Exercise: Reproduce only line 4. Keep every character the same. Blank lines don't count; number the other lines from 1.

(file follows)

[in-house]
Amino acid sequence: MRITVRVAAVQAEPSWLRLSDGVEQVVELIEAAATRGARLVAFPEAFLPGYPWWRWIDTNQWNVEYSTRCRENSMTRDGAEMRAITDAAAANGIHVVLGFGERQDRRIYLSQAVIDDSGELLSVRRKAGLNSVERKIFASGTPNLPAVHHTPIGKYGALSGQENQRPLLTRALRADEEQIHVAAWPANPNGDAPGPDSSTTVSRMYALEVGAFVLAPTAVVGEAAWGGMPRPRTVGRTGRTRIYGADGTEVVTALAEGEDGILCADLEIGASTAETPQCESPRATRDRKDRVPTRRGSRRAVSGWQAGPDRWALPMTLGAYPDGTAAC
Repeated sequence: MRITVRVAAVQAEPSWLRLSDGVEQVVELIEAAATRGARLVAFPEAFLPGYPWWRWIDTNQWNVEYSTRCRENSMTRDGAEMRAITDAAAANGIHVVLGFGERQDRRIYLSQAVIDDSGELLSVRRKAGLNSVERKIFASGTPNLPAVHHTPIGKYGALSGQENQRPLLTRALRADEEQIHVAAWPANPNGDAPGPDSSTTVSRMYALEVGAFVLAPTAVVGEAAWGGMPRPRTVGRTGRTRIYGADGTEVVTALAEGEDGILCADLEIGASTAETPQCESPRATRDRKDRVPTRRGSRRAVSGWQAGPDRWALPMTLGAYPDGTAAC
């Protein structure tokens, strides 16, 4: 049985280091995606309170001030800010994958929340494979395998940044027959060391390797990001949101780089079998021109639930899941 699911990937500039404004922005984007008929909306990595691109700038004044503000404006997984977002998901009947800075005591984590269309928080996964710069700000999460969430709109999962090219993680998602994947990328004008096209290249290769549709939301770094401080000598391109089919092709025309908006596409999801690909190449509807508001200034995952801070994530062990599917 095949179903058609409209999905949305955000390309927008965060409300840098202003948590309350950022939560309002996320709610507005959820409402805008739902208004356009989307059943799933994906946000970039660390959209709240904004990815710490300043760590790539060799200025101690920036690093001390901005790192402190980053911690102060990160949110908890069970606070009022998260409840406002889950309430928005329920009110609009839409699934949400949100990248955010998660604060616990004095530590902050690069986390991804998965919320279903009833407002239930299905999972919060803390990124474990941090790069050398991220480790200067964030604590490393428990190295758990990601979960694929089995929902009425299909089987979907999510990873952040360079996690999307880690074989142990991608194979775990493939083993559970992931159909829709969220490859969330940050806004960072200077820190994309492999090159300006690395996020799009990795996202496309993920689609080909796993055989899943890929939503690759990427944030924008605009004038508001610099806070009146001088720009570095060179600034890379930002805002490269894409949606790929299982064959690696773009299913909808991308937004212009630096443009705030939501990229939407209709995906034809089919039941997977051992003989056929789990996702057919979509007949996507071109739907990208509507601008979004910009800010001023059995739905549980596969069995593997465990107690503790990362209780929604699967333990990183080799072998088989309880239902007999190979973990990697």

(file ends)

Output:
């Protein structure tokens, strides 16, 4: 049985280091995606309170001030800010994958929340494979395998940044027959060391390797990001949101780089079998021109639930899941 699911990937500039404004922005984007008929909306990595691109700038004044503000404006997984977002998901009947800075005591984590269309928080996964710069700000999460969430709109999962090219993680998602994947990328004008096209290249290769549709939301770094401080000598391109089919092709025309908006596409999801690909190449509807508001200034995952801070994530062990599917 095949179903058609409209999905949305955000390309927008965060409300840098202003948590309350950022939560309002996320709610507005959820409402805008739902208004356009989307059943799933994906946000970039660390959209709240904004990815710490300043760590790539060799200025101690920036690093001390901005790192402190980053911690102060990160949110908890069970606070009022998260409840406002889950309430928005329920009110609009839409699934949400949100990248955010998660604060616990004095530590902050690069986390991804998965919320279903009833407002239930299905999972919060803390990124474990941090790069050398991220480790200067964030604590490393428990190295758990990601979960694929089995929902009425299909089987979907999510990873952040360079996690999307880690074989142990991608194979775990493939083993559970992931159909829709969220490859969330940050806004960072200077820190994309492999090159300006690395996020799009990795996202496309993920689609080909796993055989899943890929939503690759990427944030924008605009004038508001610099806070009146001088720009570095060179600034890379930002805002490269894409949606790929299982064959690696773009299913909808991308937004212009630096443009705030939501990229939407209709995906034809089919039941997977051992003989056929789990996702057919979509007949996507071109739907990208509507601008979004910009800010001023059995739905549980596969069995593997465990107690503790990362209780929604699967333990990183080799072998088989309880239902007999190979973990990697």